The state wants to extend a waiver that allows the state to waive work requirements for federal food benefits.
The Santa Fe New Mexican reported the news of the proposed waiver coming from the embattled state Human Services Department. The department previously sought to reimplement the work rules for the Supplemental Nutrition Assistance Program, or SNAP, but a federal judge blocked the request.
Earlier this year, a federal judge slammed HSD for doing the work of creating new rules and procedures for the work requirements while not working toward compliance with a decades-old consent order.
Last week, a federal judge named a Texas administrator as a “special master” to oversee the department’s food benefits functions. The administrator, Lawrence M. Parker, will be in charge of moving the state toward compliance with the 1990 consent decree.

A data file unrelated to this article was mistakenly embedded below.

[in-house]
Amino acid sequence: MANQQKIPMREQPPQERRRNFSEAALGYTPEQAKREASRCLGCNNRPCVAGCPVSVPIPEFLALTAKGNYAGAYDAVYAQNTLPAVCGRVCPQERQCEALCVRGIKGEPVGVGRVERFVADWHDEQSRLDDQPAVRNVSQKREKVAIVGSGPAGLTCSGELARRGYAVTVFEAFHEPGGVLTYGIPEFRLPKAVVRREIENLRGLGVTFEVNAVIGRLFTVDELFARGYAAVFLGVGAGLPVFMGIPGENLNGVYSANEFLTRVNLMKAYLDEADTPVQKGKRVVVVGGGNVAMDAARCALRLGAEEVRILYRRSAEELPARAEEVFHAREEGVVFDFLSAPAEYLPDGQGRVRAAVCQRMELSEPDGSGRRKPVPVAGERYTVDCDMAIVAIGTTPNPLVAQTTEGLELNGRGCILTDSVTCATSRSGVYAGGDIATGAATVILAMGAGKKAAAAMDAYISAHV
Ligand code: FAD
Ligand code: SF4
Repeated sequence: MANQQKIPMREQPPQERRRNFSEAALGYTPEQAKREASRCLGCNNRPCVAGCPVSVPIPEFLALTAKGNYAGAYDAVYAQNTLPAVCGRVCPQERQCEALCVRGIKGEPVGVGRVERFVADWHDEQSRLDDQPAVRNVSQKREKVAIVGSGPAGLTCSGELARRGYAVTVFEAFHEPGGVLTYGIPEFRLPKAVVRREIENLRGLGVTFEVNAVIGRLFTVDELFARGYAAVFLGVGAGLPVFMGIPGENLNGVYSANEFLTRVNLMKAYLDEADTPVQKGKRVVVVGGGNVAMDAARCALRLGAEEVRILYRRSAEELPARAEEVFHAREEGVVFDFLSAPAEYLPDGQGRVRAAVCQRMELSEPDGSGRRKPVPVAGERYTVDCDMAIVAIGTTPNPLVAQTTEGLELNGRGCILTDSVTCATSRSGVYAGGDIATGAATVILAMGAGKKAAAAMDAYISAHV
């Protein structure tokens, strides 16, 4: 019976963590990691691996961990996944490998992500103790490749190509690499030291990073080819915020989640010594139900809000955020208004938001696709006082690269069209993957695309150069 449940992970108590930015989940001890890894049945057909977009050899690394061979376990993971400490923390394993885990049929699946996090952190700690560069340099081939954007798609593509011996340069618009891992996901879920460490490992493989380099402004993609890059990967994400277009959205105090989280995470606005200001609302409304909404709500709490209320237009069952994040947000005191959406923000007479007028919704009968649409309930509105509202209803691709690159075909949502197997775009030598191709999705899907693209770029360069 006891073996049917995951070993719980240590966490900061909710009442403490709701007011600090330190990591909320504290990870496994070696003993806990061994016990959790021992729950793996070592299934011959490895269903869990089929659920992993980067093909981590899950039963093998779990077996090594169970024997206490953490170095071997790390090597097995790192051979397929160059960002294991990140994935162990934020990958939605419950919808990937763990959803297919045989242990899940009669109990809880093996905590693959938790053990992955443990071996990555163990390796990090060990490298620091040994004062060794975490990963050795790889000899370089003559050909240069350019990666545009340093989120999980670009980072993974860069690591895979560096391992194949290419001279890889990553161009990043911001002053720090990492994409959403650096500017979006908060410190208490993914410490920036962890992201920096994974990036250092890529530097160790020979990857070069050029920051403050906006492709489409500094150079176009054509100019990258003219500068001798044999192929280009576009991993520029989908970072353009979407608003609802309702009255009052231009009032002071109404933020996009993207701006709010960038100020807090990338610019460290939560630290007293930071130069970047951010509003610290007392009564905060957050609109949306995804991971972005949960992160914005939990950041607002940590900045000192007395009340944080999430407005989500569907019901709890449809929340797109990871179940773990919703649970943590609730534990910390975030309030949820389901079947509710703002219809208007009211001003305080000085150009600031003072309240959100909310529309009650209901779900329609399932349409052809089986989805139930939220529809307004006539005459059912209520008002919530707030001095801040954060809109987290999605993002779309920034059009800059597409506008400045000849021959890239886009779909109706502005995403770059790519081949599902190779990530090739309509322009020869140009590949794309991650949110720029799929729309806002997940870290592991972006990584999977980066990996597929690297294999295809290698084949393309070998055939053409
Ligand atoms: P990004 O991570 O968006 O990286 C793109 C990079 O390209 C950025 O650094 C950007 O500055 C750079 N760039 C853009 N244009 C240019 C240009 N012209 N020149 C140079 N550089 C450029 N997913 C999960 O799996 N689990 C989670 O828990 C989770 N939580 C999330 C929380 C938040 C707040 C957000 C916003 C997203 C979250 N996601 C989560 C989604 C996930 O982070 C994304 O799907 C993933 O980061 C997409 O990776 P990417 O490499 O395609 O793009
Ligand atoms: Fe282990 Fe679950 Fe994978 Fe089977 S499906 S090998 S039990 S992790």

A spokesman for HSD told the New Mexican said the state requested the waiver “because of a court injunction that prevented the department from implementing the work requirements.”
The current waiver, put in place in large part because of the stagnant job climate in the state, expires in March.